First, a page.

Your flooding problem could be related to the injectors installed in the engine. If the "pro" installed larger than stock injectors in the engine, but installed the stock mass air sensor, it will run richer than it should, and it will flood easier too. What color are your injectors? I believe the stock ones (19 lbs/hr) are tan.
 

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Discussion Starter #6
Originally posted by Dan Babb:
What's a bump switch, and is it EFI?

If by pulling the bump switch jumper out (whatever that is) somehow kills power to the computer (if you have one), then when you plug it back in, the computer will reset itself..so that could be a direction to look in.

Some people have had problems with a TFI module in the distributor when they get hot. I'm not sure how you test that, maybe that's worth looking at. I think the TFI isn't that much money, so if others agree, maybe try changing that out and see if the problem goes away. That's a lot cheaper than dropping in a new computer.

Of course, if you have carb, all of my suggestions are moot.
 

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Discussion Starter #7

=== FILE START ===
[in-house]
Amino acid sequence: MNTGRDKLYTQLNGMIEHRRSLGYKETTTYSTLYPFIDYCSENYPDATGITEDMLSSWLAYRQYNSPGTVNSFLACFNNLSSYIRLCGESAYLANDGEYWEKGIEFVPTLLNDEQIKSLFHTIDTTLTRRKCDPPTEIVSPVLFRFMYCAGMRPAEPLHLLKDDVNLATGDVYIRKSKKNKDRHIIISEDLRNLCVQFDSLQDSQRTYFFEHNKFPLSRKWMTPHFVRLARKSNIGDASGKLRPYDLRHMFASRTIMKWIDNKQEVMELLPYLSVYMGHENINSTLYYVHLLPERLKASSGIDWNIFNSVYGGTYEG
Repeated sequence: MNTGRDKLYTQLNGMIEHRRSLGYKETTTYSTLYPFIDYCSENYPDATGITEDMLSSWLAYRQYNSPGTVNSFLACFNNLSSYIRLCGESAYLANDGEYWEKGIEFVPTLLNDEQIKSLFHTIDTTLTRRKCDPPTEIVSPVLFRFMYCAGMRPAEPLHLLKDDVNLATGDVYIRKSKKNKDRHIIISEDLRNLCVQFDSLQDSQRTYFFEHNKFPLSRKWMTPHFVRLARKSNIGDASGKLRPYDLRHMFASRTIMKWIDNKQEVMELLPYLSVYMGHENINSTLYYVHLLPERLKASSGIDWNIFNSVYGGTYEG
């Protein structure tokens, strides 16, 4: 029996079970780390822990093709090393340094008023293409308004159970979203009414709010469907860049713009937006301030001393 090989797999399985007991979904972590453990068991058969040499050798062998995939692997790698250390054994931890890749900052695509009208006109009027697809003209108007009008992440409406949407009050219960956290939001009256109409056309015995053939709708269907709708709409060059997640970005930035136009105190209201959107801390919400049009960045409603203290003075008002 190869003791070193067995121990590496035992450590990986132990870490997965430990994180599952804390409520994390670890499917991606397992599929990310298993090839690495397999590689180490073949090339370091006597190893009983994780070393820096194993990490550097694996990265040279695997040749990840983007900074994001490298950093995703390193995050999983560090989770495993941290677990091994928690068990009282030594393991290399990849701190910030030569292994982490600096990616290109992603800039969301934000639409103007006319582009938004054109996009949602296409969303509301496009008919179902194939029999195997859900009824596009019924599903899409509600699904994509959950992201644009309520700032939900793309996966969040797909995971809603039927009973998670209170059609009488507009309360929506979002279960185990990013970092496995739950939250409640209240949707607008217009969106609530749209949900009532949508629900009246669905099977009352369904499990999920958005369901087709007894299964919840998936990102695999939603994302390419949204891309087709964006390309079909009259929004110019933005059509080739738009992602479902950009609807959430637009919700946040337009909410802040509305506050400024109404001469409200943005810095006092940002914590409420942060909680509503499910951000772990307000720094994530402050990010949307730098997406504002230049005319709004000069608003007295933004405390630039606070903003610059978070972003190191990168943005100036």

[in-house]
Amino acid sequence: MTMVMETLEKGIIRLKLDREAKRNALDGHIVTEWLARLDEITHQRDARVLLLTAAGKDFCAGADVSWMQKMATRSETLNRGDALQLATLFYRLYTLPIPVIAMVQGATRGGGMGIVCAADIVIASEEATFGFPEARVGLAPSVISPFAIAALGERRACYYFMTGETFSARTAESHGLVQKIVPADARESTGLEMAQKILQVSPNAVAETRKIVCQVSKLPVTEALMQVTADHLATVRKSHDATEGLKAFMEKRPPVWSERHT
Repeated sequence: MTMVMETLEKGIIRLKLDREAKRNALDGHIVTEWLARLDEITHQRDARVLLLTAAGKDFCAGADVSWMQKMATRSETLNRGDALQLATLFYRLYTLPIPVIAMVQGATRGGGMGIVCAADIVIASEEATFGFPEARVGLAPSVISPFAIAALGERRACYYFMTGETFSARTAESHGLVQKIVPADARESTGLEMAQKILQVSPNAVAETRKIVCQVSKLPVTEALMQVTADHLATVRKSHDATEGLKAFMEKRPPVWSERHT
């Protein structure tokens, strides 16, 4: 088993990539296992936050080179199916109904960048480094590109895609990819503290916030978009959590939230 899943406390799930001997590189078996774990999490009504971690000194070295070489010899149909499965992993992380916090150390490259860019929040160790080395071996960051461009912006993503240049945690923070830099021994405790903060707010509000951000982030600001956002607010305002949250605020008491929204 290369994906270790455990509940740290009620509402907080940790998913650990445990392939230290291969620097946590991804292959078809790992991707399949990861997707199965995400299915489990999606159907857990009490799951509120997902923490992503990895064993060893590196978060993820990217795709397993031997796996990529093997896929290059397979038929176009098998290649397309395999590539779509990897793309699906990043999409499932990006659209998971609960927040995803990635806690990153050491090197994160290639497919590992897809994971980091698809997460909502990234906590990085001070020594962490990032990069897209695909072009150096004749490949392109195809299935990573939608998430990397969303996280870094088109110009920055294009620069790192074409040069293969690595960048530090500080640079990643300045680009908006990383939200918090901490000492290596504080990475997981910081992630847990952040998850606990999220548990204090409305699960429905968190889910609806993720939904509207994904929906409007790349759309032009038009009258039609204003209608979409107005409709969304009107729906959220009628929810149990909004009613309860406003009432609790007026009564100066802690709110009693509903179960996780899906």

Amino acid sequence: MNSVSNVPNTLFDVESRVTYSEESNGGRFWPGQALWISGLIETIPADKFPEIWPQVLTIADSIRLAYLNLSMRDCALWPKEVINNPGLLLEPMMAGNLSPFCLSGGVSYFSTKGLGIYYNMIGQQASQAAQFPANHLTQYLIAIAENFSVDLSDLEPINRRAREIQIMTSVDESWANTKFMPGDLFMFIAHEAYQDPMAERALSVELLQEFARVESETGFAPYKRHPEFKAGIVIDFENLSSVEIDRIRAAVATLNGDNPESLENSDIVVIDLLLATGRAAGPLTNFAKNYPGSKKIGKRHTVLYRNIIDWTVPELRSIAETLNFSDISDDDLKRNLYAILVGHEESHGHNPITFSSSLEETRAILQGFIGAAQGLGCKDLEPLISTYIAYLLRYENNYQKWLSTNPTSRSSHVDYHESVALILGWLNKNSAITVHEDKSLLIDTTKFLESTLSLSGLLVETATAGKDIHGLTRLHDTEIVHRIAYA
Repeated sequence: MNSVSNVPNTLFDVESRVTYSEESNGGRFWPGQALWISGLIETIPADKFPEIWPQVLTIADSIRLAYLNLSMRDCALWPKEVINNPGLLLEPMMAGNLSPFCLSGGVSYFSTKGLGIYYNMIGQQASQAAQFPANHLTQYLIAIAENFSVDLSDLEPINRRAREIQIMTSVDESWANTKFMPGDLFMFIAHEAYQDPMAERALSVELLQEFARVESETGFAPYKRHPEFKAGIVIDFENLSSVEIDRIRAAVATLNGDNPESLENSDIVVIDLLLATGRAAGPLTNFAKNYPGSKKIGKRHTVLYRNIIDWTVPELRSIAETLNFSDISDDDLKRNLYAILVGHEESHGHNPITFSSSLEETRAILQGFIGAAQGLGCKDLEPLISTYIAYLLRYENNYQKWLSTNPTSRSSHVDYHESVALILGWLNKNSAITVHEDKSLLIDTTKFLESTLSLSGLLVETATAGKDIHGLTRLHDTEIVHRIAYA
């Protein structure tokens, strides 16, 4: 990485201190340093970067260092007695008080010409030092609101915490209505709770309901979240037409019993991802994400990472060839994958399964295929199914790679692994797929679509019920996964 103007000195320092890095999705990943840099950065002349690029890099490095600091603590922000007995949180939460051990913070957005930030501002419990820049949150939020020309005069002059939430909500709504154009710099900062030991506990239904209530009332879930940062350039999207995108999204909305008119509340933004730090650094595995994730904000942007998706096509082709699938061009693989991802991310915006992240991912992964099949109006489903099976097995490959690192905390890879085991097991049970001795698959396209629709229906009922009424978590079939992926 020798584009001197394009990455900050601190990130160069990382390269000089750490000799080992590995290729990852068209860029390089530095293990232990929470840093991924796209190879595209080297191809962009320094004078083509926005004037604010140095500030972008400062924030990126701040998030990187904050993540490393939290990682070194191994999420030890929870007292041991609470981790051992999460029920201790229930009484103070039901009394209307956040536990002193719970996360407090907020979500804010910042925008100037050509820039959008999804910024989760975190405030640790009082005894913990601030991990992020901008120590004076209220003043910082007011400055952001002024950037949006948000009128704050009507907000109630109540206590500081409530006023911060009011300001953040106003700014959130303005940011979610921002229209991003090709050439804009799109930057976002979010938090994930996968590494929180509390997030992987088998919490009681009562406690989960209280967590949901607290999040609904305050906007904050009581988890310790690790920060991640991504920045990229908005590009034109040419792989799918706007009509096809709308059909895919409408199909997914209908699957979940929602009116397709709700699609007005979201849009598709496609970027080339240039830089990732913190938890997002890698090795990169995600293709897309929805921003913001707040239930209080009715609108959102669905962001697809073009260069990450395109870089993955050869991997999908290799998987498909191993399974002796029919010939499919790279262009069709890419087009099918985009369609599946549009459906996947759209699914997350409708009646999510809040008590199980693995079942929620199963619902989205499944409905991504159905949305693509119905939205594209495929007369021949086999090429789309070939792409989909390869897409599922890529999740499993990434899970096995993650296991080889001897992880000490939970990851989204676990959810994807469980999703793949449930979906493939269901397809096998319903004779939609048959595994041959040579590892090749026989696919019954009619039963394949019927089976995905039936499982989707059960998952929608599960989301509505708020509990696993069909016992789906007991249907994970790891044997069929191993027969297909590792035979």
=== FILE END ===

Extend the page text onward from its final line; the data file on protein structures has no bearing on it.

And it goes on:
Dan,

Thanks so much for your response. You guys on this board are great. The car is EFI so your response is greatly appreciated. Gives me a place to start. Thanks again.

dave
 

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Discussion Starter #8
Originally posted by dv/dt:
I sounds like you have a flooding problem which could be related to an injector or injectors which are leaking down. The reason that unplugging the inertia switch fixes the problem is that it stops the pump and allows you to clear the cylinders.

Cheers, Rod
 

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Discussion Starter #10
Originally posted by PAB:
</font><blockquote>quote:</font><hr /> pull shorting plug out of spot where bump switch was,
Does that mean you do not have the inertia switch installed? You just have a jumper of some kind plugged into the connector the inertia switch is suppose to attach to? If so, I'd go to the trouble of traveling to the residence of the "pro" so you can throttle him. Eliminating the inertia switch serves no purpose and may prove dangerous if the vehicle is in an accident.
Your flooding problem could be related to the injectors installed in the engine. If the "pro" installed larger than stock injectors in the engine, but installed the stock mass air sensor, it will run richer than it should, and it will flood easier too. What color are your injectors? I believe the stock ones (19 lbs/hr) are tan.
</font>[/QUOTE]
 

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Discussion Starter #11
Yes, I yanked the fuel cutoff swith and shorted it for trouble shooting purposes (dangerous, I know. I'll check to see what color they are. I am pretty sure he has the stock injectors in there but I'll check it out. Thanks for your help.

Dave